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  • J Pat Carter/Getty Images(NEW YORK) -- More than 1.4 million public school students were missing classes today as tens of thousands teachers in Arizona and Colorado walked out in a powerful display of frustration over a decade of education funding cuts they say have piled up to billions of dollars.Arizona teachers went on strike after voting overwhelmingly last week to take the drastic move in hopes it will pressure lawmakers into giving them a 20 percent pay hike, fork over a $1 billion in education funding and up the salaries of school support staff.Public educators in Arizona rank 46th in the nation in teacher pay, earning about $12,000 less than the national average of $59,660, according to a 2018 report by the National Education Association.In Colorado, up to 10,000 educators have taken personal leave to rally at their state Capitol in Denver today and tomorrow and lobby legislators to boost funding for education there, which they say has been slashed by a whopping $6.6 billion over the last nine years. The teachers are also demanding no new corporate tax breaks until education funding is restored."We are fed up at this point," Kerrie Dallman, president of the Colorado Education Association, told ABC News this week.The Arizona and Colorado teacher labor actions are just the latest in a wave of educator revolts ignited by West Virginia teachers who went on a nine-day strike earlier this year and won a five percent pay raise in March.Since the West Virginia wildcat strike, teachers in Oklahoma went on a nine-day strike of their own, persuading legislators to up their annual pay an average of $6,000, give support staff a raise and increase funding for education by nearly $500 million. Earlier this month, Kentucky educators walked out of class angry over a pension reform bill they said was passed by legislators without their input and signed into law by their governor despite their vociferous objections.Most of the work actions have occurred in red states where legislatures and governors' offices are dominated by Republicans. Colorado, where Democrats occupy the governor's office and hold a majority in the state Assembly, is the exception.More than 30 school districts in Arizona canceled classes today and may be forced to do the same in days to come as 30,000 to 50,000 striking teachers formed picket lines and threatened to stay out of school for as long as it takes to get lawmakers to meet their demands.An estimated 840,000 public school students in Arizona are missing classes after numerous school district shut down schools because they couldn't find enough substitute teachers to fill in. The same problem occurred in Colorado, where classes were called off for an estimated 600,000 students."We have a fight in front of us," Joe Thomas, president of the Arizona Education Association, told teachers during a rally on Wednesday. "And we want the parents to understand that this fight is for your child. How it ends is up to the governor and up to those legislative leaders."Republican Gov. Doug Ducey has already proposed boosting teacher pay 20 percent by 2020, but educators are concerned over how he plans to pay for it. They say their protest is more than just a paycheck issue and want lawmakers to restore $1 billion in lost funding for education since the national 2008 financial crisis."Without a doubt, teachers are some of the biggest difference-makers in the lives of Arizona children," Ducey said in a Twitter post this morning. "They need to be respected, and rewarded, for the work they do -- and Arizona can do better on this front."We’ve all been listening -- but now, it's time to act," Ducey added. "My number one focus right now is passing a 20% pay raise for Arizona teachers. This raise is earned, and it is deserved... To parents, I understand the pain & pressure caused by today’s strike. I'm working to get this 20% raise passed."In Colorado, teachers wearing #RedforEd T-shirts and toting signs reading "Make
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  • Justin Sullivan/Getty Images(LOS ANGELES) -- The suspected "Golden State Killer" behind serial rapes and murders across California in the 1970s and 1980s has finally been identified.Joseph James DeAngelo, a 72-year-old former police officer, was arrested this week in the decades-old case.His alleged "reign of terror" spanned from the Sacramento area in Northern California down to Orange County in Southern California, Orange County District Attorney Tony Rackauckas said Wednesday. DeAngelo is believed to have committed 12 murders, at least 50 rapes and multiple home burglaries.Here is a closer look at the timeline:1973-1976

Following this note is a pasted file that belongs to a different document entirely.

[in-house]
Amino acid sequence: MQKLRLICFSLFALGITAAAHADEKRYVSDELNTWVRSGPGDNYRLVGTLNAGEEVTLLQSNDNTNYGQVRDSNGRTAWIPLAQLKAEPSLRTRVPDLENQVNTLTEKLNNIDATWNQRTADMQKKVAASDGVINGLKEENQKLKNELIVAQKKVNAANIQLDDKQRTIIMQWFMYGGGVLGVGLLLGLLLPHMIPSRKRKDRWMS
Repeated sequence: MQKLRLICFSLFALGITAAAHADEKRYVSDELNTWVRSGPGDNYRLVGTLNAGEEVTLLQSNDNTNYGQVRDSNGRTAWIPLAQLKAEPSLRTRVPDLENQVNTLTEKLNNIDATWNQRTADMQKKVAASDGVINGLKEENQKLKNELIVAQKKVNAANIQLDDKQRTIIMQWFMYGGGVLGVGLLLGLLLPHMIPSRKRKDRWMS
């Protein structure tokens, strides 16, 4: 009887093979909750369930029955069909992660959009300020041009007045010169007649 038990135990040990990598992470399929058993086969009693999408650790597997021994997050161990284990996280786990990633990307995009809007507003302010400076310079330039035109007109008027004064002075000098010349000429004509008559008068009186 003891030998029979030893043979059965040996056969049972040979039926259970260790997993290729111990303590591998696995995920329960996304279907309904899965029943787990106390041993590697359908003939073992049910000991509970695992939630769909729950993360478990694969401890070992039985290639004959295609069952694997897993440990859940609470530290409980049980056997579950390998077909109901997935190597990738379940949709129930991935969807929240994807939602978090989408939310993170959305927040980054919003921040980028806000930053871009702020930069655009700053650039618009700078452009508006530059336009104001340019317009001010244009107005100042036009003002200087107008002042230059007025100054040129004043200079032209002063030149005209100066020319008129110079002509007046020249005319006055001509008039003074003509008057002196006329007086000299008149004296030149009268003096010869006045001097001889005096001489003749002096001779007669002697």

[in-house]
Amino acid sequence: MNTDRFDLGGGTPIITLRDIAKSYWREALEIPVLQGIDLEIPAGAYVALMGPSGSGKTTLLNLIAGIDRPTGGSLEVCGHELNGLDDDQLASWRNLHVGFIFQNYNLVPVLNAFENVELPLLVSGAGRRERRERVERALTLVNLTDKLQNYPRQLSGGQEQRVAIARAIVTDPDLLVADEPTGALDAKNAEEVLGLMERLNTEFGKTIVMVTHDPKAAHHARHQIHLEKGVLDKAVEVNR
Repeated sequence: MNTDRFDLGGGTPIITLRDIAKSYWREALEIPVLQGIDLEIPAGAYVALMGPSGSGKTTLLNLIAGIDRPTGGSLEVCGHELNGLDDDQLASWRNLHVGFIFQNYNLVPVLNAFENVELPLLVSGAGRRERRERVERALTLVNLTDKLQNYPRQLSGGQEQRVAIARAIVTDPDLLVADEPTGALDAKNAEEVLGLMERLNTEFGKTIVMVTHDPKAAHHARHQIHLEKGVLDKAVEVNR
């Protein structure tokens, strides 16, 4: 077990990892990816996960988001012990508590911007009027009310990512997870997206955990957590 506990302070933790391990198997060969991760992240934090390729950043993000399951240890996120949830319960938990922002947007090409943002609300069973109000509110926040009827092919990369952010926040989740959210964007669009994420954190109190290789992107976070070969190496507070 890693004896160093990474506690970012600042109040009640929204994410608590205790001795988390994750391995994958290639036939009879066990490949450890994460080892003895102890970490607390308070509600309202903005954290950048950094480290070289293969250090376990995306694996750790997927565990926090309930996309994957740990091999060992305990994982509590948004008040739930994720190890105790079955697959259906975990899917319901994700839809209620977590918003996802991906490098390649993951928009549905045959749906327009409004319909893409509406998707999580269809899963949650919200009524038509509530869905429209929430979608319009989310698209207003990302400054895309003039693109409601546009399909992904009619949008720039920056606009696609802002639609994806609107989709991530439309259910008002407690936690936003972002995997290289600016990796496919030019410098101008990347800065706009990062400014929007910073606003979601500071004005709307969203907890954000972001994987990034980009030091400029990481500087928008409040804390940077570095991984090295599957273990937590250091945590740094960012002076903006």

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  • iStock/Thinkstock(NEW YORK) -- A woman who police say carried out a calculated plan to kill her husband's mistress brought a trove of items with her including binoculars and ammunition.Jennair Gerardot, 47, of Wilmington, Delaware, knew about her husband's affair with 33-year-old Meredith Chapman of Pennsylvania, according to Radnor Township Police.Gerardot rented a car about two weeks ago in Wilmington and on Monday drove near Chapman's house in Radnor Township, a Philadelphia suburb, and parked on a side street, police said.Gerardot broke into Chapman's house and waited for her to come home, police said. As soon as Chapman walked in the door, Gerardot shot her in the head, police said. Gerardot then turned the gun on herself, shooting herself in the head, according to police.Found inside Gerardot's rental car were binoculars, ammunition, rubber gloves and earplugs, police said, and emails and texts indicated Gerardot's attack was pre-meditated.  Jennair Gerardot's husband, Mark Gerardot, was in the driveway when officers arrived at the scene. He told them, "My wife may be inside," police said.Police said they believe Mark Gerardot was in the area because he had planned to meet Chapman for dinner, and when she didn't arrive, he became concerned and went to her house.  Mark Gerardot worked for the University of Delaware from November 2017 to April 2018 and he left the university earlier this month, University of Delaware spokeswoman Andrea Boyle Tippett said.Chapman worked at the University of Delaware from 2010 to March 2018, Tippett said. She also received her bachelor's degree from the University of Delaware in 2007 and her master's from the university in 2015.  "Everyone who knew and worked with Meredith is heartbroken," Tippett told ABC News via email. "As a proud alumna of UD, her commitment to her work was exceeded only by her boundless energy. She believed earnestly in the power of communication to bring people together, whether to achieve their collective goals or simply to share their stories. We will miss her."Chapman also worked as an assistant vice president of marketing and creative services at Villanova University and ran for the state senate in Delaware in 2016.A former student remembered Chapman as a mentor and role model."She was a vibrant and engaging teacher who went out of her way to help grow the communications careers of students at the university -- young women in particular," the student told ABC News via email."During her 2016 run for district senate a group of students, including myself, helped to support her campaign and she let us know that working with her UD students motivated her to be a better professor and advocate for a stronger education system and job opportunities for the next generation," the student said. "Even though she lost the election, Professor Chapman accepted her loss with grace and utilized it as a teaching moment to inspire us all to take risks and pursue our passions no matter the odds."